By Michela Arlia
A.I. is single-handedly killing creativity and originality. Yes, you read that claim right.
Exhibit A – TikTok is currently going insane over A.I. songwriting and song covers from celebrities that don’t actually exist. Just last week, a song titled “Heart On My Sleeve” was allegedly created with A.I. to sound as if it was being sung by Drake and The Weeknd. It became a hot track in the music world almost overnight, with stream counts equalling thousands of dollars in royalties. However, the hype and attention seemed to work against it in the end because the track was pulled from all streaming platforms and its royalties may be withheld.
This begs the question of who exactly should get those royalties. If it’s Drake and The Weeknd, what makes it okay for them to take credit for a song they did not write, produce, or even know about for that matter? If it’s the individual who created it through A.I. prompts, why do they get to use the voice, style, and reputation of two A-list musicians without their knowledge or consent? And if it’s A.I. somehow, aren’t we just feeding the companies behind these platforms, which are the real monsters who would use royalties to encourage this behavior?
Each of the first two royalty angles here involves parties receiving benefits for work they did not “create” originally, but are merely the closest humans to the actual source. The brain is capable of so much, and cutting that potential at its knees will only allow for more shortcuts and loopholes to take credit for work that isn’t yours.
Claims that A.I. is like a human thought process, or in some cases, arguments that it’s smarter, are sweeping news outlets and social media platforms. We all ogle at the thought that A.I. could be running most things in the near future, but shouldn’t we be ashamed of that? We think A.I. is capable of human thought and processes, when in fact, it will never be able to compute qualities that humans have.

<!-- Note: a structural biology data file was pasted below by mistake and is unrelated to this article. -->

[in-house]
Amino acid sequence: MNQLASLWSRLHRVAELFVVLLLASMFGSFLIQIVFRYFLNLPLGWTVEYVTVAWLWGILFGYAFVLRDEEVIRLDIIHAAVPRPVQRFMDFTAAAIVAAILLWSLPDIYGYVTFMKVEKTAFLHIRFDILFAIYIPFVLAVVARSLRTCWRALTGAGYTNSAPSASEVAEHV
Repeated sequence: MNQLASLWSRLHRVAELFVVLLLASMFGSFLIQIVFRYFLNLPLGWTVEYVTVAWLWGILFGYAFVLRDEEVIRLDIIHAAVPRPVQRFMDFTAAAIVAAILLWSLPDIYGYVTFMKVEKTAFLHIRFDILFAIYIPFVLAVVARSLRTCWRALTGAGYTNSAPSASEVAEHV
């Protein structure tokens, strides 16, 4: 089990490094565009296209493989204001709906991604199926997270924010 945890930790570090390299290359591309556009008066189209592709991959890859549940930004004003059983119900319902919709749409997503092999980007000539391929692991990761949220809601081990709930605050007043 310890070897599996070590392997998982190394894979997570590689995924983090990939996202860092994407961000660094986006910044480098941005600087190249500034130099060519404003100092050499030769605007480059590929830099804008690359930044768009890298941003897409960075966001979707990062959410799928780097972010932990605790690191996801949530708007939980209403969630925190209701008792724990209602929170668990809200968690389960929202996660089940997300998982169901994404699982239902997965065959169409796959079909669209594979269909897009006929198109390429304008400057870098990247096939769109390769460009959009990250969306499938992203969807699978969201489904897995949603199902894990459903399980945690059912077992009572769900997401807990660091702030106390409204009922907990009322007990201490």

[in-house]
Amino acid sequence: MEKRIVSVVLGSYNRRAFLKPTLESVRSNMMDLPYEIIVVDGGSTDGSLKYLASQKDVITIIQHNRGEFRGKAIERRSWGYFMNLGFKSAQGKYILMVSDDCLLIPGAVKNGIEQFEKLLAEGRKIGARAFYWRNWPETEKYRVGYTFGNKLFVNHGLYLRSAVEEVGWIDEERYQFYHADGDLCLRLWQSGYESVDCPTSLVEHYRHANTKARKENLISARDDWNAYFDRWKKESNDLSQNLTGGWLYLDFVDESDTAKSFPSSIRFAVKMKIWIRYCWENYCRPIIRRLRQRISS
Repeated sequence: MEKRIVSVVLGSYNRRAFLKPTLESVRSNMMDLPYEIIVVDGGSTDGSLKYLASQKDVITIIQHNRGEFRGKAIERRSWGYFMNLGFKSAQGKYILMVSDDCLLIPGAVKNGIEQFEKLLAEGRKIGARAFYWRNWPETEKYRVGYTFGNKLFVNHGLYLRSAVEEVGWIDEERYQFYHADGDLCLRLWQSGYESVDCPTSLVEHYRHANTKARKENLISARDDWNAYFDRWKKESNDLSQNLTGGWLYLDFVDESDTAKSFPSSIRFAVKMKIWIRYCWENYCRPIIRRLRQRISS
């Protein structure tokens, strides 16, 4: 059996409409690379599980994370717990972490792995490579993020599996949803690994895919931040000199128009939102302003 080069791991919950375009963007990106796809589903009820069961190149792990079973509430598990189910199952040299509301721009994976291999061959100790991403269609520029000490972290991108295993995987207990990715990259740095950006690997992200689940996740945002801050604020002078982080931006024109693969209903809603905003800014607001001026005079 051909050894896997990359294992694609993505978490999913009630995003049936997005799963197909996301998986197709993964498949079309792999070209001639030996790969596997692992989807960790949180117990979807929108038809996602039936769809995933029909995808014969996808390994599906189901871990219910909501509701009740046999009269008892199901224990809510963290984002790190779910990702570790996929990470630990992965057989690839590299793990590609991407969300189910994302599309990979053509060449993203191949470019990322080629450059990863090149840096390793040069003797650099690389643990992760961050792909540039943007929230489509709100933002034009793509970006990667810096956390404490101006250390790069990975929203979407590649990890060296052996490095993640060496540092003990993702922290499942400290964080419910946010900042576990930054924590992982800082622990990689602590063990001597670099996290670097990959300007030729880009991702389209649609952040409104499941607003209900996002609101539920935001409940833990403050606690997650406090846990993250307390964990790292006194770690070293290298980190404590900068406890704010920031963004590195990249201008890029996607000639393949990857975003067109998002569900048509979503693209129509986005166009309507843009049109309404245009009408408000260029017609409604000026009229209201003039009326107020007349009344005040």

I will call a spade a spade and argue it does have good use in the form of an animal instead of a human. Take the recent Manhattan parking garage collapse, where the FDNY sent in a robo dog to search for survivors of the tragic event. In this scenario, bringing in this high tech, A.I., robotic mechanism patterned with Dalmation print will reduce human casualties by keeping FDNY members out of harm’s way. But when those same robo dogs are used as soldiers in combat drills and listening to barked commands, as recent intelligence has uncovered, will we react the same way? When they cruise the streets of Times Square on the lookout for “bad guys” and are possibly armed, will we think they’re cute and helpful?
A.I. is growing exponentially faster over time. One of the biggest proponents to this new wave of A.I. explosion has to be ChatGPT. The relatively new tool is being used for everything from Ryan Reynolds commercials to college term papers. It’s a total copout, especially for college kids who manage to get away with it, as no longer is there potential for original ideas. To let a bot dictate your journey through your undergraduate degree strips away the ability to let your own critical thinking shine.
It only took ChatGPT five days to reach one million users, seemingly a record compared to the other mainstream social media and chatbot platforms. If that wasn’t the first red flag for you, I don’t know what would be.
We put this technology in the hands of children as we code it into platforms like Snapchat, allowing easy access to an entity much bigger than we can honestly understand. Though you have to hand it to them, it’s implemented beautifully given their goal of normalization. If you want to change the trajectory of a society, you start with the children. Hence the implementation into Snapchat, with a majority-teen userbase.
I have argued for months that giving humans the opportunity to open the door to all this thoughtless convenience will come with repercussions once evolution takes over. As a society, we always strive for things to be bigger and better, but given what A.I. has already contributed to our society in the few short months since its most recent explosion, it is crucial to consider that bigger and better sometimes point in different directions.